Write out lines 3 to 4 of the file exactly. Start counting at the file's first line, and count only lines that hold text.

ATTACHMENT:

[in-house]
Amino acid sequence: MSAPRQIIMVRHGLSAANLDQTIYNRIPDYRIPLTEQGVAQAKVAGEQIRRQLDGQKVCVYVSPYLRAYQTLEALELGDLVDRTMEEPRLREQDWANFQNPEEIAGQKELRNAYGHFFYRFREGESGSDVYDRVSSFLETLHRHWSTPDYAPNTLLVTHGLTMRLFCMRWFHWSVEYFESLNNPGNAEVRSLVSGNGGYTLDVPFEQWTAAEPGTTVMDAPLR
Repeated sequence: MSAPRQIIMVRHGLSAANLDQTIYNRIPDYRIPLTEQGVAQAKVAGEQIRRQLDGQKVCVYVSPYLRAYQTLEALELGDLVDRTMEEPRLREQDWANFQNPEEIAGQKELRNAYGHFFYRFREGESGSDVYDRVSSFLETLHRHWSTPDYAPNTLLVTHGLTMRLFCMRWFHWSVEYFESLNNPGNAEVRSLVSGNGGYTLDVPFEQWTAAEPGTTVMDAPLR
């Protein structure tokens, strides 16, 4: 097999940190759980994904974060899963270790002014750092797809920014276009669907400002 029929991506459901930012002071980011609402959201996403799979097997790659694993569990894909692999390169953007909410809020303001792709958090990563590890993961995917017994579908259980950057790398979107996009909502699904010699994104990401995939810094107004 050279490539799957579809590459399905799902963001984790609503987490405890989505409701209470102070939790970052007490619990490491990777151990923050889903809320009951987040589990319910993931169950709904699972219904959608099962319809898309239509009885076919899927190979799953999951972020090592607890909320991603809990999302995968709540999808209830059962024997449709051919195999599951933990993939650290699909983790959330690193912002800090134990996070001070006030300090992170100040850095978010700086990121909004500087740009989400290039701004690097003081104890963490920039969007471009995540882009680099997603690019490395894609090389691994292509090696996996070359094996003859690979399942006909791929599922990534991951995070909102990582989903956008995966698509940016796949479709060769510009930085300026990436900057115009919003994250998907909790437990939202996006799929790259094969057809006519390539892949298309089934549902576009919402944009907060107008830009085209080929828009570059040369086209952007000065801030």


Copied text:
Repeated sequence: MSAPRQIIMVRHGLSAANLDQTIYNRIPDYRIPLTEQGVAQAKVAGEQIRRQLDGQKVCVYVSPYLRAYQTLEALELGDLVDRTMEEPRLREQDWANFQNPEEIAGQKELRNAYGHFFYRFREGESGSDVYDRVSSFLETLHRHWSTPDYAPNTLLVTHGLTMRLFCMRWFHWSVEYFESLNNPGNAEVRSLVSGNGGYTLDVPFEQWTAAEPGTTVMDAPLR
């Protein structure tokens, strides 16, 4: 097999940190759980994904974060899963270790002014750092797809920014276009669907400002 029929991506459901930012002071980011609402959201996403799979097997790659694993569990894909692999390169953007909410809020303001792709958090990563590890993961995917017994579908259980950057790398979107996009909502699904010699994104990401995939810094107004 050279490539799957579809590459399905799902963001984790609503987490405890989505409701209470102070939790970052007490619990490491990777151990923050889903809320009951987040589990319910993931169950709904699972219904959608099962319809898309239509009885076919899927190979799953999951972020090592607890909320991603809990999302995968709540999808209830059962024997449709051919195999599951933990993939650290699909983790959330690193912002800090134990996070001070006030300090992170100040850095978010700086990121909004500087740009989400290039701004690097003081104890963490920039969007471009995540882009680099997603690019490395894609090389691994292509090696996996070359094996003859690979399942006909791929599922990534991951995070909102990582989903956008995966698509940016796949479709060769510009930085300026990436900057115009919003994250998907909790437990939202996006799929790259094969057809006519390539892949298309089934549902576009919402944009907060107008830009085209080929828009570059040369086209952007000065801030």